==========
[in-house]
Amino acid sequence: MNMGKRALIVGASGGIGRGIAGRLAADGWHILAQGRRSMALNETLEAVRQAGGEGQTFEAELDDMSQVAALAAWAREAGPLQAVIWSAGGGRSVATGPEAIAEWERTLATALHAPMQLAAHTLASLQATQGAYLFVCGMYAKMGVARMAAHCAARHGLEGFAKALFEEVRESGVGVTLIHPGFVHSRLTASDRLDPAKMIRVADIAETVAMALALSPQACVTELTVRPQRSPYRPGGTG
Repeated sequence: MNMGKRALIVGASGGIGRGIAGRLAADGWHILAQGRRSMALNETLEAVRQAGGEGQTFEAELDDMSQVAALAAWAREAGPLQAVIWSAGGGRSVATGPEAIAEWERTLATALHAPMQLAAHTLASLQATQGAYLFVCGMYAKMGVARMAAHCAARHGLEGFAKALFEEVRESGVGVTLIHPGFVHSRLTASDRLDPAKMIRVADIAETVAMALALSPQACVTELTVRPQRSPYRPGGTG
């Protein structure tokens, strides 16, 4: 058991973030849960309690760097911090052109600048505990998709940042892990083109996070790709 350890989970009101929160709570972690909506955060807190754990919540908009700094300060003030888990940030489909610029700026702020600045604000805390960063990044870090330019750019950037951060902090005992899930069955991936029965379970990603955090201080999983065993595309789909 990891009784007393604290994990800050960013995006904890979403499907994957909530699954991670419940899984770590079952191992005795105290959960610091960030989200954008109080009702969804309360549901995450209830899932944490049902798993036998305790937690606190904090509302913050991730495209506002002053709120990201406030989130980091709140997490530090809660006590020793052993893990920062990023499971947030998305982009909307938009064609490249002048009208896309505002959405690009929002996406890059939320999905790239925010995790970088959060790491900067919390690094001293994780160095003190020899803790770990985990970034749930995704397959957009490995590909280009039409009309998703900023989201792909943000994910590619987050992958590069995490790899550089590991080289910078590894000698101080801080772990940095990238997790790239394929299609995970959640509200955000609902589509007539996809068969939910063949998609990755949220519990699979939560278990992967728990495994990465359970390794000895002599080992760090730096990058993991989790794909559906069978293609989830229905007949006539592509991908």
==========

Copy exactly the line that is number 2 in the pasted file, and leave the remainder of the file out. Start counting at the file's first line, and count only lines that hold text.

Amino acid sequence: MNMGKRALIVGASGGIGRGIAGRLAADGWHILAQGRRSMALNETLEAVRQAGGEGQTFEAELDDMSQVAALAAWAREAGPLQAVIWSAGGGRSVATGPEAIAEWERTLATALHAPMQLAAHTLASLQATQGAYLFVCGMYAKMGVARMAAHCAARHGLEGFAKALFEEVRESGVGVTLIHPGFVHSRLTASDRLDPAKMIRVADIAETVAMALALSPQACVTELTVRPQRSPYRPGGTG